Presidential salaries are paid for with state dollars, and the hikes are problematic for David Knowlton, president of the Utah Valley University chapter of the American Association of University Professors. Utah's other public higher education employees got a 1 percent raise this year.
"Turning higher education into an administrative structure on the model of business corporations ... is dangerous," he wrote in an e-mail, one that "may well defeat learning and scholarship."
For University of Utah student Francisco Cardenas, who is taking on extra work to pay for another tuition increase this year, the raises are hard to understand.
"Why are we getting charged more money as students to pay for school when you have university presidents getting a pay increase?" he asked. "They already have money; they don't have to worry about it. We're trying to get an education, find a better job and yet we have to pay a lot for it."
The plan, adopted Friday by the Regents, still requires Buhler's final approval based on positive presidential job reviews. But it would give him and a presidential compensation committee discretion to OK additional annual raises until the salaries are at a median calculated by his staff and keep them there as pay changes at comparable schools. The first step would up the chiefs' pay to 15 percent below the median.
"The goal is to bring it to the median and the median changes every year," Buhler said. "The whole point of this is to have a system that's market-driven."
The changes would give the largest percentage raise to UVU President Matthew Holland, who stands to make an additional $46,365 a year in base salary for a total of about $241,000 before benefits.
"We're talking about medians, we're not talking about Ivy League," said UVU spokesman Chris Taylor, adding that it's also important to bring up faculty salaries. "We're not just trying to get the presidents to the median ... we're making an effort to get faculty and staff there as well."
Also set for a substantial increase is Utah State University President Stan Albrecht, whose 14 percent hike would bring him to almost $326,000.
Dixie State University President Stephen Nadauld would get a 20 percent bump to just over $193,000 a year.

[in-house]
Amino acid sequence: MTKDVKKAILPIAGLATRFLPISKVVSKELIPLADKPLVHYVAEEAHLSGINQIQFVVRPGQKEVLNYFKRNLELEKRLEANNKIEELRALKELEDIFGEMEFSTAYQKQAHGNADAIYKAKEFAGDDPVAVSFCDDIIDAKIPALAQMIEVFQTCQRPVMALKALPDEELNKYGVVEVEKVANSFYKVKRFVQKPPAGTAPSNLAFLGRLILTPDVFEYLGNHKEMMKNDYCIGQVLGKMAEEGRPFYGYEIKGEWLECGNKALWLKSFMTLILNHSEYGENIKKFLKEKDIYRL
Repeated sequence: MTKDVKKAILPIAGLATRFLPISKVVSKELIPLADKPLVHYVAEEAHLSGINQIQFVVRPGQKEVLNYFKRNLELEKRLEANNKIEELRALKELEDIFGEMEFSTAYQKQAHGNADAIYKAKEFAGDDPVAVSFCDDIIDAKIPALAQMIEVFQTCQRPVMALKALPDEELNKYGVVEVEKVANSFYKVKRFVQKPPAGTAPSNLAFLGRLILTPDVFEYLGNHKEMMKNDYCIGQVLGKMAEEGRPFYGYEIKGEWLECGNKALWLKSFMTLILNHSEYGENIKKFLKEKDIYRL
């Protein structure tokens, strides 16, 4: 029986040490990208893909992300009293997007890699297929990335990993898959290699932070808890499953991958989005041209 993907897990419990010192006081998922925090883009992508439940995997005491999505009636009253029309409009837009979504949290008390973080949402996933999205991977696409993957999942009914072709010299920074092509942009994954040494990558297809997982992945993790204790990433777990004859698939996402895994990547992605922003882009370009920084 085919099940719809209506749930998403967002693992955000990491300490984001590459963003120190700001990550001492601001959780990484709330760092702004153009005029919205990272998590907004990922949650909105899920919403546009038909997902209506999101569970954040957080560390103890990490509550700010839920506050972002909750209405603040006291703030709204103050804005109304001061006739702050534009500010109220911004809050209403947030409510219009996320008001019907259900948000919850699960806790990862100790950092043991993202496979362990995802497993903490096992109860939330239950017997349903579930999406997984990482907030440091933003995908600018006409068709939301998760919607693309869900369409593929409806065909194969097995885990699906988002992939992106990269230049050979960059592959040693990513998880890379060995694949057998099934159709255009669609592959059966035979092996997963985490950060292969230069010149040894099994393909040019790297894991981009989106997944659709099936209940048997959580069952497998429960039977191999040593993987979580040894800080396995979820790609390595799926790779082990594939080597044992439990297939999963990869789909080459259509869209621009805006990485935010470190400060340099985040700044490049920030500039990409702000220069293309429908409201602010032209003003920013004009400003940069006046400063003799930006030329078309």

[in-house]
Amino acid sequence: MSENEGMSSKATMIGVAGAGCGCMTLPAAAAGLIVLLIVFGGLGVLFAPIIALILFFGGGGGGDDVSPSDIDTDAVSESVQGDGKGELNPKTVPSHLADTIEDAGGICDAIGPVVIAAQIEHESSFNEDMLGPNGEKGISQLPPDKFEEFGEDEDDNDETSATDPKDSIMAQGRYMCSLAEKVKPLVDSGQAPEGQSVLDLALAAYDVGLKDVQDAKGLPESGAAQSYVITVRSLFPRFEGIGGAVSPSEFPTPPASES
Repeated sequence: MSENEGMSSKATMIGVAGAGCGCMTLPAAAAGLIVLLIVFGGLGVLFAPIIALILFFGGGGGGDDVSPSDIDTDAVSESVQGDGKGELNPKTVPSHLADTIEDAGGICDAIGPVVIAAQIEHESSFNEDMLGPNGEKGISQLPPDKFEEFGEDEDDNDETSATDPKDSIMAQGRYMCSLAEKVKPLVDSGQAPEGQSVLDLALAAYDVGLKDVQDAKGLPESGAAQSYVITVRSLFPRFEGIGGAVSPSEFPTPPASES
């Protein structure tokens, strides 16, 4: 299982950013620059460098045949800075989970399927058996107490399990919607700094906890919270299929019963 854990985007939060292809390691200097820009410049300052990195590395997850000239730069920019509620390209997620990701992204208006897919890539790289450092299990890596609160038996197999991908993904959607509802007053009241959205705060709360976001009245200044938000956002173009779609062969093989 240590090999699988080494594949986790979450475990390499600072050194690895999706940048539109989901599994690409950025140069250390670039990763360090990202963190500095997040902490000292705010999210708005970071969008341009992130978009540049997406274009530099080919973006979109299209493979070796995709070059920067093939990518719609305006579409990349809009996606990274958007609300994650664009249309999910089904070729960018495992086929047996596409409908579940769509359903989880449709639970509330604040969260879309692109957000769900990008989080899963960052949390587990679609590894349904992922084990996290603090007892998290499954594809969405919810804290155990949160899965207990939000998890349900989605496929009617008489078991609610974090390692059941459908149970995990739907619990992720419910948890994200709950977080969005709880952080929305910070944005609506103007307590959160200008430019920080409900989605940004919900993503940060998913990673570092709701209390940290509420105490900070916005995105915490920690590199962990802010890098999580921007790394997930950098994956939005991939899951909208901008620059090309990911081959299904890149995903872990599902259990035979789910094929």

"The challenge is that these are pretty big, complex institutions," he said. "If you don't get people who have the ability to manage those ... you really end up with some problems."
Pay for the yet-to-be-chosen new president of Southern Utah University would jump 10 percent to $215,333.
Outgoing SUU President Michael Benson doubled his salary to $400,000 by taking the job as president of Eastern Kentucky University earlier this year; the two most recent past presidents of the University of Utah are also both making substantially more as college presidents in Washington and Florida for Buhler, examples of why Utah needs to pay more.
"It's pretty conservative," he said, "to say we want to be at the median in four years."
This isn't the first time higher education bosses in Utah have tried to boost presidential salaries. In 2011, the regents approved raises of up to 12.5 percent, but backed off at the urging of Utah Gov. Gary Herbert. Then-Senate President Michael Waddoups, R-Taylorsville, said the hikes for the presidents, sent the "wrong message." Many of them are the highest-paid employees at their institutions and have other fringe benefits such as the use of presidential residences and car allowances.
At that time, higher education employees hadn't gotten a raise since 2008.
Herbert could not be reached Monday for comment on the latest plan.
The Regents approved a policy change Friday expressing support for bringing presidents to the median, but without any specific salary numbers. The vote was unanimous and came with no public discussion about the changes. The salary numbers for next year were obtained by The Salt Lake Tribune after the vote was taken.
The Regents, Buhler said, "didn't vote to do it but voted to allow it to be done."
The raises set to take effect this summer don't appear to be the only ones coming after Friday's vote. Most presidents still have another $30,000 to $60,000 to go before they're at the median calculated by the Utah System of Higher Education. Buhler said his goal is to bring them to that middle mark within four years, depending on performance and the economy.
Those median salaries were calculated by comparing Utah schools to others of similar size and mission, Buhler said. The comparison schools were chosen by tapping data from the National Center for Higher Education Management Systems and suggestions by individual schools.
At UVU, for example, the comparable schools include Boise State University, Northern Kentucky University and California State University-Northridge.
When asked whether the hikes could result in an increase in tuition, which pays for approximately half the budget at public institutions, Buhler said the $157,000 the raises would cost is small compared to the $750 million in public money that goes to fund higher education every year.
"We're trying," he said, "to be careful, considered, conservative, prudent."
Proposed 2013-14 salaries for Utah college presidents
University of Utah • 2 percent increase to $358,850
Utah State University •14 percent increase to $325,774
Weber State University • 2 percent increase to $220,435
Southern Utah University • 10 percent increase to $215,333
Snow College • 1 percent increase to $153,831
Dixie State • 20 percent increase to $193,375
Utah Valley University • 24 percent increase to $241,295
Salt Lake Community College • 4 percent increase to $200,963
Source: Utah System of Higher Education